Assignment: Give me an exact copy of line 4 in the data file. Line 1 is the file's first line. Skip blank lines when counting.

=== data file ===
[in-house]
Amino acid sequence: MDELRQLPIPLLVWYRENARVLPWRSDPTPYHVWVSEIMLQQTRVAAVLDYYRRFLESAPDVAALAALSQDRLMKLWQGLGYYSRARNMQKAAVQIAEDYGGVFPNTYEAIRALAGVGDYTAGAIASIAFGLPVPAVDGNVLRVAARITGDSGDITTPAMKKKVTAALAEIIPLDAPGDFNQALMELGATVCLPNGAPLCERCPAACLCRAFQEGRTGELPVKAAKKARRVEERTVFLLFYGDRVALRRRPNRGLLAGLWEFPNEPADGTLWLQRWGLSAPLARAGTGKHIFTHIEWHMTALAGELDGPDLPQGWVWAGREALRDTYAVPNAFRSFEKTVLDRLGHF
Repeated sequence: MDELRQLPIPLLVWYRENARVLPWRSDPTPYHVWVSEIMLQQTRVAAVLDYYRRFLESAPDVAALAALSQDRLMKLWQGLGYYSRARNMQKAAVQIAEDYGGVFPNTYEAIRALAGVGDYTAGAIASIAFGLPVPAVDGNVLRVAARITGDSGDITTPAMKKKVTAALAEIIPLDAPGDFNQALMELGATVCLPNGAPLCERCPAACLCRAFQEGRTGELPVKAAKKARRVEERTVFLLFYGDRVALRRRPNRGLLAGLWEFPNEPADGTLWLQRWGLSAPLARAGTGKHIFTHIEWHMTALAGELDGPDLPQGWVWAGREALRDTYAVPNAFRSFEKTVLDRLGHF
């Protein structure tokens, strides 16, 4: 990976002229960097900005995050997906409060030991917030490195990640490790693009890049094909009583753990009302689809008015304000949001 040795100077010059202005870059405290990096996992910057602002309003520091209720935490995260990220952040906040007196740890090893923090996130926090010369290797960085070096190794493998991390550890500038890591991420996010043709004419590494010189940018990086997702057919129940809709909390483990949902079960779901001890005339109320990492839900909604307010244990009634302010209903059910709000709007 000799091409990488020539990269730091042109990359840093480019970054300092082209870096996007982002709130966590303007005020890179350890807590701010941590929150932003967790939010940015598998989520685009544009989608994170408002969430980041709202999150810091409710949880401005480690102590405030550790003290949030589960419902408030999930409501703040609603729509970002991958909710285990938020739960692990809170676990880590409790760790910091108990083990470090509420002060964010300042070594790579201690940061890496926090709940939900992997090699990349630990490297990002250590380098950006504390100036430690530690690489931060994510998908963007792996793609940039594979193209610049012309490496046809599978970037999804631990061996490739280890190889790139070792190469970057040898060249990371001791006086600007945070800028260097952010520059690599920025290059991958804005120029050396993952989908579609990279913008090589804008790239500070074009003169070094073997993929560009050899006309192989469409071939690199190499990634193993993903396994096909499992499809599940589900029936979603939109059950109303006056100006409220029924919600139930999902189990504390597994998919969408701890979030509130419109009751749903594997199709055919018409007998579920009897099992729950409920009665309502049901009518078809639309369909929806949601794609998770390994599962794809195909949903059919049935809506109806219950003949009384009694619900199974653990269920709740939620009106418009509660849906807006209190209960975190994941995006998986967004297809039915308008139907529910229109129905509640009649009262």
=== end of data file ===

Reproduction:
């Protein structure tokens, strides 16, 4: 990976002229960097900005995050997906409060030991917030490195990640490790693009890049094909009583753990009302689809008015304000949001 040795100077010059202005870059405290990096996992910057602002309003520091209720935490995260990220952040906040007196740890090893923090996130926090010369290797960085070096190794493998991390550890500038890591991420996010043709004419590494010189940018990086997702057919129940809709909390483990949902079960779901001890005339109320990492839900909604307010244990009634302010209903059910709000709007 000799091409990488020539990269730091042109990359840093480019970054300092082209870096996007982002709130966590303007005020890179350890807590701010941590929150932003967790939010940015598998989520685009544009989608994170408002969430980041709202999150810091409710949880401005480690102590405030550790003290949030589960419902408030999930409501703040609603729509970002991958909710285990938020739960692990809170676990880590409790760790910091108990083990470090509420002060964010300042070594790579201690940061890496926090709940939900992997090699990349630990490297990002250590380098950006504390100036430690530690690489931060994510998908963007792996793609940039594979193209610049012309490496046809599978970037999804631990061996490739280890190889790139070792190469970057040898060249990371001791006086600007945070800028260097952010520059690599920025290059991958804005120029050396993952989908579609990279913008090589804008790239500070074009003169070094073997993929560009050899006309192989469409071939690199190499990634193993993903396994096909499992499809599940589900029936979603939109059950109303006056100006409220029924919600139930999902189990504390597994998919969408701890979030509130419109009751749903594997199709055919018409007998579920009897099992729950409920009665309502049901009518078809639309369909929806949601794609998770390994599962794809195909949903059919049935809506109806219950003949009384009694619900199974653990269920709740939620009106418009509660849906807006209190209960975190994941995006998986967004297809039915308008139907529910229109129905509640009649009262």